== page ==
This is, I have these conversations. People are interested in being a part of something that is greater than what they are part of, and that if they find it will rank high in their reasons for making a move, even if it means that they might have to make a lateral move in base salary or even sometimes take a step back. Can be powerful. 

The other thing that we hear from this community is that folks will be willing to make a job change if the next move advances their technical or their product skills, moving into that sort of next generation of tech. So I’ll hear folks say, “I want to move into machine learning, into robotics, into autonomous anything, AI.” Ok almost everyone is doing AI, but you know AI and all those things, so this becomes a really big motivator for candidates. 

And the other interesting reason we hear that community want to make a change is they want to work on a product that they would be a user persona of, a product that they would see personal value from and understand it as a user.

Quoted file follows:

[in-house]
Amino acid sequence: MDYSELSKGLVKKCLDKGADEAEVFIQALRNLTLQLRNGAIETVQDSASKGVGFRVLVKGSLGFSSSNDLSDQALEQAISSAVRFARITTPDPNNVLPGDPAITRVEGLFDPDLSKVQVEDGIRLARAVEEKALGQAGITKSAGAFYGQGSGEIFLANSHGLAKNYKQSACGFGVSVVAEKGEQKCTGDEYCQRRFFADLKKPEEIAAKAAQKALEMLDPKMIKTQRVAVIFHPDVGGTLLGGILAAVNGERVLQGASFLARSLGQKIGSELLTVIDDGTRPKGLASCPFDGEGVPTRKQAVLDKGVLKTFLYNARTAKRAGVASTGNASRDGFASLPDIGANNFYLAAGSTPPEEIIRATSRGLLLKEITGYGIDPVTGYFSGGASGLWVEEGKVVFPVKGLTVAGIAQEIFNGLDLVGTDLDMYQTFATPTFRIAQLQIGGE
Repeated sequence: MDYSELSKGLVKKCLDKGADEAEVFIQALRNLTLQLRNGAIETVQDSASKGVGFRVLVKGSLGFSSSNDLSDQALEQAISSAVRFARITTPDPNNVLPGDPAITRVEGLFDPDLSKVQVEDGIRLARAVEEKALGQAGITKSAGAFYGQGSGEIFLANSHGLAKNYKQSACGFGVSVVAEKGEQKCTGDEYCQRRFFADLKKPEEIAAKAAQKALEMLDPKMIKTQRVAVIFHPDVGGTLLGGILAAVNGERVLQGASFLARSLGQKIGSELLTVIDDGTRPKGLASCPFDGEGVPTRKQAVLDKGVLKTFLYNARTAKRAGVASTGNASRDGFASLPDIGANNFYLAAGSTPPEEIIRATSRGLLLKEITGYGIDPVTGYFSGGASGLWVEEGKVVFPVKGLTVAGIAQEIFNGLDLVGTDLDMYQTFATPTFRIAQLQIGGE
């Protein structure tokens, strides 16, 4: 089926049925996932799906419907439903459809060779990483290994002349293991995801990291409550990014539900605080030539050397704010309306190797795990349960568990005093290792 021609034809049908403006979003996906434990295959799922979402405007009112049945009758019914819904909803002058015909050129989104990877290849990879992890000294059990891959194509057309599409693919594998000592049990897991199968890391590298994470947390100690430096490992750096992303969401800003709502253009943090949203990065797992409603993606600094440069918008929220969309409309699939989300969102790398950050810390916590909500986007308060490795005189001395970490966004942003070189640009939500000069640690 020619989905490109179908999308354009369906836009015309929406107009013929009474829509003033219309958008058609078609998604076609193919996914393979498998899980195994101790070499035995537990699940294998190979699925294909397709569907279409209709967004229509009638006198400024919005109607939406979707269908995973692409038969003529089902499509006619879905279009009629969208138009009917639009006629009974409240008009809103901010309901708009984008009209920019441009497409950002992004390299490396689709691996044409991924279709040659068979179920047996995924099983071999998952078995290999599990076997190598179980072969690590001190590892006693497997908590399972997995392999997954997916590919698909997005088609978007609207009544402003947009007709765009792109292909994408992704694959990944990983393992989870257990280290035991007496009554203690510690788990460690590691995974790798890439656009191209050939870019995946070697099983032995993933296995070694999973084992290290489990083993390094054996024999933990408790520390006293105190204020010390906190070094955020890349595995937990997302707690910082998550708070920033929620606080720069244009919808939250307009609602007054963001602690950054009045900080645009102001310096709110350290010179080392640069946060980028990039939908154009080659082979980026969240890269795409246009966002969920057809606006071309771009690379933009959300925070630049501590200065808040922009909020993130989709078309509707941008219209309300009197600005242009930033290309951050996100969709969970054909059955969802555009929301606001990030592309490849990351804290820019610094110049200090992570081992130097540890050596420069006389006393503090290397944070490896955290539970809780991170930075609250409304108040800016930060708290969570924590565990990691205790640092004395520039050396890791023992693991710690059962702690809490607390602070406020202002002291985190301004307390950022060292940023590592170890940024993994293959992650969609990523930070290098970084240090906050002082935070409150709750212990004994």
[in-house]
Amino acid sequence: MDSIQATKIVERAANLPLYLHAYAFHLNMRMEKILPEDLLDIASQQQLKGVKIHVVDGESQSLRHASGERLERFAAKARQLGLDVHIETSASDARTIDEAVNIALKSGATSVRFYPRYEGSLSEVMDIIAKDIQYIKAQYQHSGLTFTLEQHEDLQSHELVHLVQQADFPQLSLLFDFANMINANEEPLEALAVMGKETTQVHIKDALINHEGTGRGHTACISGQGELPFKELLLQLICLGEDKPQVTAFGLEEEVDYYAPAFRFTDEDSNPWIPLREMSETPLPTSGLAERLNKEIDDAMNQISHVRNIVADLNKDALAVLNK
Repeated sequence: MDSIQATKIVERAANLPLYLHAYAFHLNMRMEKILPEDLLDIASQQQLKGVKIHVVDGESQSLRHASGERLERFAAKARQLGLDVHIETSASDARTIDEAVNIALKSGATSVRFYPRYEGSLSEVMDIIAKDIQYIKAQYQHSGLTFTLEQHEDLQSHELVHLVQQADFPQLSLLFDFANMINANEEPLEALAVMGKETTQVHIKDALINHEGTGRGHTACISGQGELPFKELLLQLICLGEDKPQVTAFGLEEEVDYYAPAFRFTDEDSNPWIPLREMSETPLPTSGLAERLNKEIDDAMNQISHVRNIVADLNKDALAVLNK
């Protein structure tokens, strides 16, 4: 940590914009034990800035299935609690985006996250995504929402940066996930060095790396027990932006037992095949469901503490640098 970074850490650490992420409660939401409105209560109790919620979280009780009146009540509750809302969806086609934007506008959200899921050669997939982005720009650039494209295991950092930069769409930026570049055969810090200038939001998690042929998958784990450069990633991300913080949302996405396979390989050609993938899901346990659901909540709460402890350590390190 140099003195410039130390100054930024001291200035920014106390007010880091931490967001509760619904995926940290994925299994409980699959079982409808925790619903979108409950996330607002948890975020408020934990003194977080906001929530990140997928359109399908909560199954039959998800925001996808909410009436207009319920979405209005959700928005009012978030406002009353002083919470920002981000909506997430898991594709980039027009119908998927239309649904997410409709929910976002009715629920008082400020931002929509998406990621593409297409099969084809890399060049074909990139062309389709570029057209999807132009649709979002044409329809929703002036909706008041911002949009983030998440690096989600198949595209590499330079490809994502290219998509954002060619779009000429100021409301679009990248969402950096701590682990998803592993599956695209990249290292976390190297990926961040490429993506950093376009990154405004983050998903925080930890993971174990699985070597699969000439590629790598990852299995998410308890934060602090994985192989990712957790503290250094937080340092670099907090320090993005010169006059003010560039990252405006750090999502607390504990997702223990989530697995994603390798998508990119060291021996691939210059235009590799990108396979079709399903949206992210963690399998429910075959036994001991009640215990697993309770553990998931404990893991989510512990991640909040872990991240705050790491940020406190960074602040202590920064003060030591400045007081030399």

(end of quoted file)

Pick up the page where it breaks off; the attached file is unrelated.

So I find it always interesting why people move because that's really the heart of a person, and this person, you know, is going to be moving for some different and interesting reasons than maybe this community. 

Now the other thing that we begin to see from this group is that because they know there aren’t a lot big advances in their base salaries, that advancement is one of the ways to grow their salary, and so we begin to hear a lot of folks in that group saying I really want to get a call about the Director of Product role. I believe that I’m ready to be a Vice President of product. Heidi I am ready and only want to hear about roles to be Head of Product. 

So we begin to hear that. That's a whole other conversation for another day. But this is, this is something that resonates with that community.